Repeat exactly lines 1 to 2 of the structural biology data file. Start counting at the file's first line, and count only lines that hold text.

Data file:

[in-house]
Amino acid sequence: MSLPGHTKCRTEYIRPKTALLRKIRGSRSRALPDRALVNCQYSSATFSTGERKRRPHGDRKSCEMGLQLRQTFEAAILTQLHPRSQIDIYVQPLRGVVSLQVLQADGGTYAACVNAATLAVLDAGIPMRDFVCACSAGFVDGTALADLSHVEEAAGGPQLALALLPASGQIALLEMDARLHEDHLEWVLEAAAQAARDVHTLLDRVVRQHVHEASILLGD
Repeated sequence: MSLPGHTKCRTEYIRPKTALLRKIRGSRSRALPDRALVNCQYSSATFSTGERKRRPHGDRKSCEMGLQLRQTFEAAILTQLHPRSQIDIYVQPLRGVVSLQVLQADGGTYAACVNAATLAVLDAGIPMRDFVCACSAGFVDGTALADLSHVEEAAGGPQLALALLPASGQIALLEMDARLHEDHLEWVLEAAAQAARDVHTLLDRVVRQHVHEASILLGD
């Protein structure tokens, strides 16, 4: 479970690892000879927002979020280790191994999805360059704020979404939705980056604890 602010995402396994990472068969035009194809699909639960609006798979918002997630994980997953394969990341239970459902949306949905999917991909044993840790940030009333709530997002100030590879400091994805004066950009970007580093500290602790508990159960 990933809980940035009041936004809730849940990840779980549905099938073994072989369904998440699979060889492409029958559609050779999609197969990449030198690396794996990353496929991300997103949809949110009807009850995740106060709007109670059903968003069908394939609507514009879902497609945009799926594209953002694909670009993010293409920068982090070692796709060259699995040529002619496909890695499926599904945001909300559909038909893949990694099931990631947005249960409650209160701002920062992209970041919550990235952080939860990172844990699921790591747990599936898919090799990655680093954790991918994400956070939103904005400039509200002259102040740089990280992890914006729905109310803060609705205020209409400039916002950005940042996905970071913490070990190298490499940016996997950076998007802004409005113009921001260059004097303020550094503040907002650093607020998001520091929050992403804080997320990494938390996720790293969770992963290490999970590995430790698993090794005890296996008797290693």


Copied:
[in-house]
Amino acid sequence: MSLPGHTKCRTEYIRPKTALLRKIRGSRSRALPDRALVNCQYSSATFSTGERKRRPHGDRKSCEMGLQLRQTFEAAILTQLHPRSQIDIYVQPLRGVVSLQVLQADGGTYAACVNAATLAVLDAGIPMRDFVCACSAGFVDGTALADLSHVEEAAGGPQLALALLPASGQIALLEMDARLHEDHLEWVLEAAAQAARDVHTLLDRVVRQHVHEASILLGD